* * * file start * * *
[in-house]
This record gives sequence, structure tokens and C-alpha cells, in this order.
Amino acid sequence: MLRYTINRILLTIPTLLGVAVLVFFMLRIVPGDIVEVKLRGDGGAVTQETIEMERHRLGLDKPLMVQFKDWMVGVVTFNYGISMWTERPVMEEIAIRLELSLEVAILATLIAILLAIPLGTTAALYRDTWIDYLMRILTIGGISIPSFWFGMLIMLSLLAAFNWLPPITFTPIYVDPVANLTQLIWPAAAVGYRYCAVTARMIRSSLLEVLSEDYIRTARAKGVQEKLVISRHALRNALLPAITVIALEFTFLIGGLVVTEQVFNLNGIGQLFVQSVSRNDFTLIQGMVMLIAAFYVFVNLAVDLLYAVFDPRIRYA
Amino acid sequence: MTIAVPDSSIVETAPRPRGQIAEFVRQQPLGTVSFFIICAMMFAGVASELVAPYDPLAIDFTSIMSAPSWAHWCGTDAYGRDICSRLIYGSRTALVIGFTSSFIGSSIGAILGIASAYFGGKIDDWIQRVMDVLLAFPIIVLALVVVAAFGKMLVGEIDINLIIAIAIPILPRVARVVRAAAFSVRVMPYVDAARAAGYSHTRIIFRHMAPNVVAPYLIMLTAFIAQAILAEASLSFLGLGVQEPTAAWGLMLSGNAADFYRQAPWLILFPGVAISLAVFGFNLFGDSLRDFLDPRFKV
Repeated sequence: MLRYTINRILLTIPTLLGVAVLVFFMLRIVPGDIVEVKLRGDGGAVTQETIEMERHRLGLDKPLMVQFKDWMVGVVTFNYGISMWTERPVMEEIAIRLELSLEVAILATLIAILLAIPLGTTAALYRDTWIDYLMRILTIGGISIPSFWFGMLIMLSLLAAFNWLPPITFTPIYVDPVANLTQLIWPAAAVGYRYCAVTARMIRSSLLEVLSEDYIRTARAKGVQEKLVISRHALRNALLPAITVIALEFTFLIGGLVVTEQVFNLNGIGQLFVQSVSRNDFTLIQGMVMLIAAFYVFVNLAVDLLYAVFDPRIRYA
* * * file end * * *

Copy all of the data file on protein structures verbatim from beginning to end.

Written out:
[in-house]
This record gives sequence, structure tokens and C-alpha cells, in this order.
Amino acid sequence: MLRYTINRILLTIPTLLGVAVLVFFMLRIVPGDIVEVKLRGDGGAVTQETIEMERHRLGLDKPLMVQFKDWMVGVVTFNYGISMWTERPVMEEIAIRLELSLEVAILATLIAILLAIPLGTTAALYRDTWIDYLMRILTIGGISIPSFWFGMLIMLSLLAAFNWLPPITFTPIYVDPVANLTQLIWPAAAVGYRYCAVTARMIRSSLLEVLSEDYIRTARAKGVQEKLVISRHALRNALLPAITVIALEFTFLIGGLVVTEQVFNLNGIGQLFVQSVSRNDFTLIQGMVMLIAAFYVFVNLAVDLLYAVFDPRIRYA
Amino acid sequence: MTIAVPDSSIVETAPRPRGQIAEFVRQQPLGTVSFFIICAMMFAGVASELVAPYDPLAIDFTSIMSAPSWAHWCGTDAYGRDICSRLIYGSRTALVIGFTSSFIGSSIGAILGIASAYFGGKIDDWIQRVMDVLLAFPIIVLALVVVAAFGKMLVGEIDINLIIAIAIPILPRVARVVRAAAFSVRVMPYVDAARAAGYSHTRIIFRHMAPNVVAPYLIMLTAFIAQAILAEASLSFLGLGVQEPTAAWGLMLSGNAADFYRQAPWLILFPGVAISLAVFGFNLFGDSLRDFLDPRFKV
Repeated sequence: MLRYTINRILLTIPTLLGVAVLVFFMLRIVPGDIVEVKLRGDGGAVTQETIEMERHRLGLDKPLMVQFKDWMVGVVTFNYGISMWTERPVMEEIAIRLELSLEVAILATLIAILLAIPLGTTAALYRDTWIDYLMRILTIGGISIPSFWFGMLIMLSLLAAFNWLPPITFTPIYVDPVANLTQLIWPAAAVGYRYCAVTARMIRSSLLEVLSEDYIRTARAKGVQEKLVISRHALRNALLPAITVIALEFTFLIGGLVVTEQVFNLNGIGQLFVQSVSRNDFTLIQGMVMLIAAFYVFVNLAVDLLYAVFDPRIRYA